Chemistry in pictures | November 28, 2016 Issue - Vol. 94 Issue 47 | Chemical & Engineering News
Volume 94 Issue 47 | p. 12
Issue Date: November 28, 2016

Chemistry in pictures

By Manny Morone
Department: Science & Technology
Keywords: chempics, chemistry in pictures

Selections from cen.chempics.org, where C&EN showcases the beauty of chemistry

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Curly crystals
Brian E. Love has kept this flask for more than 20 years. Love, an associate professor at East Carolina University, develops new organic reactions in his lab. One of his projects in the 1990s centered around modifying camphor, a compound that can be used as a starting point for synthesizing small molecules used in many fragrances and skin care products. In this beloved flask, Love made an imine by reacting camphor and 2-aminobiphenyl, but he couldn’t bring himself to break up these eye-catching branched crystals. He ran the reaction again so that he could preserve the crystals and has held onto them ever since.Submitted by Brian E. Love, East Carolina University
Credit: Brian Love
A man in PPE holds a blue glowing flask in a dark room.
 
Curly crystals
Brian E. Love has kept this flask for more than 20 years. Love, an associate professor at East Carolina University, develops new organic reactions in his lab. One of his projects in the 1990s centered around modifying camphor, a compound that can be used as a starting point for synthesizing small molecules used in many fragrances and skin care products. In this beloved flask, Love made an imine by reacting camphor and 2-aminobiphenyl, but he couldn’t bring himself to break up these eye-catching branched crystals. He ran the reaction again so that he could preserve the crystals and has held onto them ever since.Submitted by Brian E. Love, East Carolina University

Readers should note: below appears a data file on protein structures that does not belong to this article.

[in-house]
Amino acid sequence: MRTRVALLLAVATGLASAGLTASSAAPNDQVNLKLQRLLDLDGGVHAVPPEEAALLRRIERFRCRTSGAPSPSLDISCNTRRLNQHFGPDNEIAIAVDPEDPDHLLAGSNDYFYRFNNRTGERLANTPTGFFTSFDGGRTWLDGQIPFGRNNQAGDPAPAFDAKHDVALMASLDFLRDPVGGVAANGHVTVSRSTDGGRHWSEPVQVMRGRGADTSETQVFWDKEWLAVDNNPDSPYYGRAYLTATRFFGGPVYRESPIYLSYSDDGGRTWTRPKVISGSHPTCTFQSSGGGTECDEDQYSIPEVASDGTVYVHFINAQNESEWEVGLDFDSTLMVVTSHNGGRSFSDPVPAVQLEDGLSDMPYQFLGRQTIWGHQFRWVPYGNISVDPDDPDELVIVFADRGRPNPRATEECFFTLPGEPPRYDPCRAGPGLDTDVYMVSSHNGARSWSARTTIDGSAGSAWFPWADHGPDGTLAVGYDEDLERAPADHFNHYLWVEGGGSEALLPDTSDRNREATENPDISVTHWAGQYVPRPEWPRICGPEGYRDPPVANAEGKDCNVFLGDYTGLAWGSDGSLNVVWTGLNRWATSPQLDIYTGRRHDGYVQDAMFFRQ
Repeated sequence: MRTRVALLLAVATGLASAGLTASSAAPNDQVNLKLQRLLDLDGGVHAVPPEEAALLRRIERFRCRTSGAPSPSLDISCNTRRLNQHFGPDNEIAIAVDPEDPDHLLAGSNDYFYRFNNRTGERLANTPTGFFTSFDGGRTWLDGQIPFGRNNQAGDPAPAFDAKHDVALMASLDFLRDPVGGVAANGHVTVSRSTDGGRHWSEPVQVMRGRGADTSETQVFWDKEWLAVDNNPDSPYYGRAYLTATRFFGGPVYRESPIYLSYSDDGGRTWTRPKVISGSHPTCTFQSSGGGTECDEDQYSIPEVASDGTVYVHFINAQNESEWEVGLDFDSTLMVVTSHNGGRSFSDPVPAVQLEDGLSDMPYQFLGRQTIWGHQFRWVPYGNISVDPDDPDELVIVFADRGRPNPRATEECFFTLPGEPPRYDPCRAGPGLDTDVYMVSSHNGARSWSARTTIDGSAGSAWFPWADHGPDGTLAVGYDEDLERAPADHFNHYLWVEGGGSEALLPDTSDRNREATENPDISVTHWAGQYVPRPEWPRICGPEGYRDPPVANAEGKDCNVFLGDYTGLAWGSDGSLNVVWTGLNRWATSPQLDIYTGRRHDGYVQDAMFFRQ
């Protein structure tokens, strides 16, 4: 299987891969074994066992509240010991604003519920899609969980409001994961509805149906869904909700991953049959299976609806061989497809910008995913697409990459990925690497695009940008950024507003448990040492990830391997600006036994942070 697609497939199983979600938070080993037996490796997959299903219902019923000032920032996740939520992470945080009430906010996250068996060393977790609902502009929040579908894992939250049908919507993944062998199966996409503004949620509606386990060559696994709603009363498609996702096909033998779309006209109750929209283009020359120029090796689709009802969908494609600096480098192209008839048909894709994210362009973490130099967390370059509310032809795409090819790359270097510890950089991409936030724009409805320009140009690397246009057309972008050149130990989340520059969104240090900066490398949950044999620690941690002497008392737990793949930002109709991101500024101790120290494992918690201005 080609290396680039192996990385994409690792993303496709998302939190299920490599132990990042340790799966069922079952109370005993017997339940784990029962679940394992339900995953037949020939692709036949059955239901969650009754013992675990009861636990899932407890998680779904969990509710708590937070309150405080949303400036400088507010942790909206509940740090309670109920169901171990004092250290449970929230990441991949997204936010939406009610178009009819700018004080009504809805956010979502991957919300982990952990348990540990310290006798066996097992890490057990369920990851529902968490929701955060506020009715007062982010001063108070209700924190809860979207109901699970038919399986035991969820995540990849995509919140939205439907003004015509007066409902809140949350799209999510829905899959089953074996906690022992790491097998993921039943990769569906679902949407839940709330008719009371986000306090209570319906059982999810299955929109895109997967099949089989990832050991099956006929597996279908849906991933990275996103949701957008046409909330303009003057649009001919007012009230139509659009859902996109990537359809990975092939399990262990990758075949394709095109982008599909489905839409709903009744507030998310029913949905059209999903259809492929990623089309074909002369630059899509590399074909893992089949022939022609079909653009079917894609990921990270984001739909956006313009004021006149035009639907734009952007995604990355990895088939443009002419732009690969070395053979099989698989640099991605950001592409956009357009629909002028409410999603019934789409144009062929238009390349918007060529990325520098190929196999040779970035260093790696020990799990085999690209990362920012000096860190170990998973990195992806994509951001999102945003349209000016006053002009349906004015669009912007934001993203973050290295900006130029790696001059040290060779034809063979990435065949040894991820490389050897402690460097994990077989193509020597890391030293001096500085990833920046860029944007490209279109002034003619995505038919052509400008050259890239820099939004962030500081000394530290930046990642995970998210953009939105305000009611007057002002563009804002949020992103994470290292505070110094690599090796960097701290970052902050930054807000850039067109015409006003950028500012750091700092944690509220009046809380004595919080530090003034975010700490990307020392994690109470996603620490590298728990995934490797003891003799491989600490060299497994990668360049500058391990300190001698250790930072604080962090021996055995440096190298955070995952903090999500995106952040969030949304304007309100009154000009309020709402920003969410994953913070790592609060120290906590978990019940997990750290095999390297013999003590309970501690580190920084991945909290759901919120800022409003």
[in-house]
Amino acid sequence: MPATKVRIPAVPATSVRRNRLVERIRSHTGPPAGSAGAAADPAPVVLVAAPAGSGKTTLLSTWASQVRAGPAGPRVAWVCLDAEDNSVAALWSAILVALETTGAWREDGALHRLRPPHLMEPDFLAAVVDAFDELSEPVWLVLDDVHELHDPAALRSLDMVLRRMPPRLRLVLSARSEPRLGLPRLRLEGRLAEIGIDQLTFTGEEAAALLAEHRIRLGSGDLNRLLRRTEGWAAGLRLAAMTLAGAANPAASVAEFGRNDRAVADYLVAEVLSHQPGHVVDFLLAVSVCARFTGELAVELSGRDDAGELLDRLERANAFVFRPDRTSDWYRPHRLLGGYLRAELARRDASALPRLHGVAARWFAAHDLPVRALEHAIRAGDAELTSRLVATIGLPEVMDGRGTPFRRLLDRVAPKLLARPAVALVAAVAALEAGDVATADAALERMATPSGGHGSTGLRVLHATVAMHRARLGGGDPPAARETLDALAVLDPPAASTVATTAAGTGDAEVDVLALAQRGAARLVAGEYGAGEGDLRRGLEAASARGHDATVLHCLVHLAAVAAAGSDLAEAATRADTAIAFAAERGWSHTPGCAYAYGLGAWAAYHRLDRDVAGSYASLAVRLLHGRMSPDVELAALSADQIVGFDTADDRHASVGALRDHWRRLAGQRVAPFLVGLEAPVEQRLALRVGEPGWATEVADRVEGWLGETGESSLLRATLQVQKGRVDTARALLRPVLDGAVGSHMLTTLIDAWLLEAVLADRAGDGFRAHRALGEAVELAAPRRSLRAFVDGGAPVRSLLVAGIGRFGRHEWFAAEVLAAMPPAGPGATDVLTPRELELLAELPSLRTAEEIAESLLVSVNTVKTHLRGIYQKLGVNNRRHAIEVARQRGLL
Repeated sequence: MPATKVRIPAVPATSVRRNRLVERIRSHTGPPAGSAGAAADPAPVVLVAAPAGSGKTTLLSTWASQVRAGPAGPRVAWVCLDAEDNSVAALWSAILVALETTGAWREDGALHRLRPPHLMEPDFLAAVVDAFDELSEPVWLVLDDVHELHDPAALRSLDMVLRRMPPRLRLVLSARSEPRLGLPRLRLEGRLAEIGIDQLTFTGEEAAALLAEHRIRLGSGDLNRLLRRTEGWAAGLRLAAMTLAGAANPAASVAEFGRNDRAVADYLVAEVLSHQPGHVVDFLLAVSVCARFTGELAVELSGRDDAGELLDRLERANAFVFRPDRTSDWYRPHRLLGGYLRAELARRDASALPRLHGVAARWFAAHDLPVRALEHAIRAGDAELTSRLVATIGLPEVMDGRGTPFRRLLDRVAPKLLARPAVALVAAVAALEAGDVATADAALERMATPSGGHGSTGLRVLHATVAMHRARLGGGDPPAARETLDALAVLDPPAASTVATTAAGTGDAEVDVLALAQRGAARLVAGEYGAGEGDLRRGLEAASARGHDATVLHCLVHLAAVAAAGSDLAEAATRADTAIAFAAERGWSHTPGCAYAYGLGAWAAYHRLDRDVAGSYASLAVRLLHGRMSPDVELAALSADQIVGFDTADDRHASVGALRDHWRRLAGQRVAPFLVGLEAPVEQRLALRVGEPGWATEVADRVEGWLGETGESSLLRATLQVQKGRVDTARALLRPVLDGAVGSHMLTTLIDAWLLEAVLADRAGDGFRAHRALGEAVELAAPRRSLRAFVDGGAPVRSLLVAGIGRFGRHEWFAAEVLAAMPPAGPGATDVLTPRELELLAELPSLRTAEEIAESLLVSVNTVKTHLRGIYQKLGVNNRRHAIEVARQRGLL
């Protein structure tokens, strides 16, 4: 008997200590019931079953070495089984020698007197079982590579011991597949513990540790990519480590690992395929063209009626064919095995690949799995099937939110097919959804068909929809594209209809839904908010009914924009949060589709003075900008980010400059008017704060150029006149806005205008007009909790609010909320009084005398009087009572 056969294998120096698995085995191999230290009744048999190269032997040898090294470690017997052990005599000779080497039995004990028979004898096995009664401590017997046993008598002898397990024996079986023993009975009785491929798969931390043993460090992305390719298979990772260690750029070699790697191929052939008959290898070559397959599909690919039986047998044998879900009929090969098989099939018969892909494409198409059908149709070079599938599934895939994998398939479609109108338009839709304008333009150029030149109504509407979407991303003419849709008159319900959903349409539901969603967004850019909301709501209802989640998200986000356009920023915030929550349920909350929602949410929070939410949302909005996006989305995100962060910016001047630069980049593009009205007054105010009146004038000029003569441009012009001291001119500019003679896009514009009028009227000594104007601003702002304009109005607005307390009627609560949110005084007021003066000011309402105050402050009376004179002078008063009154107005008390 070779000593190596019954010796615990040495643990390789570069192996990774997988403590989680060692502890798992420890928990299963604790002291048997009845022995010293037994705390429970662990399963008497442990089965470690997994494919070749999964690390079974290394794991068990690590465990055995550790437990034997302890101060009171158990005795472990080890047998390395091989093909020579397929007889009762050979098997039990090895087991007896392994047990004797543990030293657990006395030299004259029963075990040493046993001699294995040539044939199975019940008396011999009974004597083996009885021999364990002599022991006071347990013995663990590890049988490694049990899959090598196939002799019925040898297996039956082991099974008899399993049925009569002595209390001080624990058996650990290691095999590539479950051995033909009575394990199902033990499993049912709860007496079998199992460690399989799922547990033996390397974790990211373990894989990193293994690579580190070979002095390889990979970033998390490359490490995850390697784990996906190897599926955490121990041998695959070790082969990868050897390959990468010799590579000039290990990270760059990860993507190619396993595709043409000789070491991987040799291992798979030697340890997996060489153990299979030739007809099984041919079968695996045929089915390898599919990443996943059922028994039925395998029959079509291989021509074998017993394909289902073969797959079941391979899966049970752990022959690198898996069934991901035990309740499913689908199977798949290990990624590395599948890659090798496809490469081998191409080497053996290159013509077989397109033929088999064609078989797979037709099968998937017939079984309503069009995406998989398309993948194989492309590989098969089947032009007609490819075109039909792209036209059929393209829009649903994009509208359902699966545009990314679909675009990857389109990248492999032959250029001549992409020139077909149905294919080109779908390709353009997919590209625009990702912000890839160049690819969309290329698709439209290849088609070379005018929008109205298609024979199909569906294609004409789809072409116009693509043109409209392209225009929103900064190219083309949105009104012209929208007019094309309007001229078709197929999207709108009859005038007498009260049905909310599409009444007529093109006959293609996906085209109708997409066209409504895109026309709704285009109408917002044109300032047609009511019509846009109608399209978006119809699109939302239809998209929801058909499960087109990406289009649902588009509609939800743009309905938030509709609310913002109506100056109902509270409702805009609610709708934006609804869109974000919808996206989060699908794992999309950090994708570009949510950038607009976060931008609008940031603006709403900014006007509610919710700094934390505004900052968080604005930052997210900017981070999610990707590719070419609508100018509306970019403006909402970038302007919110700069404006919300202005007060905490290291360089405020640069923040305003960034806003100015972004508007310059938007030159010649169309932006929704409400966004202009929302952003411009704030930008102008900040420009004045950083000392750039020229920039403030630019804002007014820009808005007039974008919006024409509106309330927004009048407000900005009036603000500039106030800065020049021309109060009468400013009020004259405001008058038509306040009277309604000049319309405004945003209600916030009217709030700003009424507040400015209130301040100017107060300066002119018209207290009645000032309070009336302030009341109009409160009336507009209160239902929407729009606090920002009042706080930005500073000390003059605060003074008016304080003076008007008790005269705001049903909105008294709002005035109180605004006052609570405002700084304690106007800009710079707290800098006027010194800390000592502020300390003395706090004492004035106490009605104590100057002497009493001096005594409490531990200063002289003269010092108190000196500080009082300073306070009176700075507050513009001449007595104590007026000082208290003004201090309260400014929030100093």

Credit: Brian Love
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Light-bearer
Stefan Schramm works in a truly illuminating field of chemistry. To create this photo, the postdoc dissolved just 5 mg of a 2-coumaranone derivative in a flask with a strong base. The 2-coumaranone reacted with oxygen in the air, creating an excited intermediate molecule, which then released energy in the form of bright blue light as it relaxed to its ground state. Schramm, who works with Panče Naumov at New York University, Abu Dhabi, carries out research focused on making these 2-coumaranones, a group of molecules that haven’t been studied much but could be useful for the detection of diseases such as HIV and various cancers.Submitted by Stefan Schramm, New York University, Abu Dhabi
Credit: Stefan Schramm
A flask with a maze of crystals formed on the inside.
 
Light-bearer
Stefan Schramm works in a truly illuminating field of chemistry. To create this photo, the postdoc dissolved just 5 mg of a 2-coumaranone derivative in a flask with a strong base. The 2-coumaranone reacted with oxygen in the air, creating an excited intermediate molecule, which then released energy in the form of bright blue light as it relaxed to its ground state. Schramm, who works with Panče Naumov at New York University, Abu Dhabi, carries out research focused on making these 2-coumaranones, a group of molecules that haven’t been studied much but could be useful for the detection of diseases such as HIV and various cancers.Submitted by Stefan Schramm, New York University, Abu Dhabi
Credit: Stefan Schramm

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